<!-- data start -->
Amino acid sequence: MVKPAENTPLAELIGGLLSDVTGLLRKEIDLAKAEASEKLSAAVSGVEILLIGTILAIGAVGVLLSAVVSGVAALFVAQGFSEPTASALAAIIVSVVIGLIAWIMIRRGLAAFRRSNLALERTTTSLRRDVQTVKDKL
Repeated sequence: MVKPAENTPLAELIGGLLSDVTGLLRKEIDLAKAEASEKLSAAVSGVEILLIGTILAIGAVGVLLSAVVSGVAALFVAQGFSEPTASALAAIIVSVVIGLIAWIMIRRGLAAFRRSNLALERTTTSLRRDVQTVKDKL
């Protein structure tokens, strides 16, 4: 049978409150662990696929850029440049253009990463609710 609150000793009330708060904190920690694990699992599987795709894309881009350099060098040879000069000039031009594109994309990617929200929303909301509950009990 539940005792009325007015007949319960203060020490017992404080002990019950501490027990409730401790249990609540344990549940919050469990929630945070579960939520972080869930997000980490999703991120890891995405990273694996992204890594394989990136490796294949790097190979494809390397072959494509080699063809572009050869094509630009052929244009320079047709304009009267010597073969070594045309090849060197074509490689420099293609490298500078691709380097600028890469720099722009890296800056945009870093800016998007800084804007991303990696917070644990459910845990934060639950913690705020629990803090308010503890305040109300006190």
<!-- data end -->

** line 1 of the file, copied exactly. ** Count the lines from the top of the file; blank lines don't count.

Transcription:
Amino acid sequence: MVKPAENTPLAELIGGLLSDVTGLLRKEIDLAKAEASEKLSAAVSGVEILLIGTILAIGAVGVLLSAVVSGVAALFVAQGFSEPTASALAAIIVSVVIGLIAWIMIRRGLAAFRRSNLALERTTTSLRRDVQTVKDKL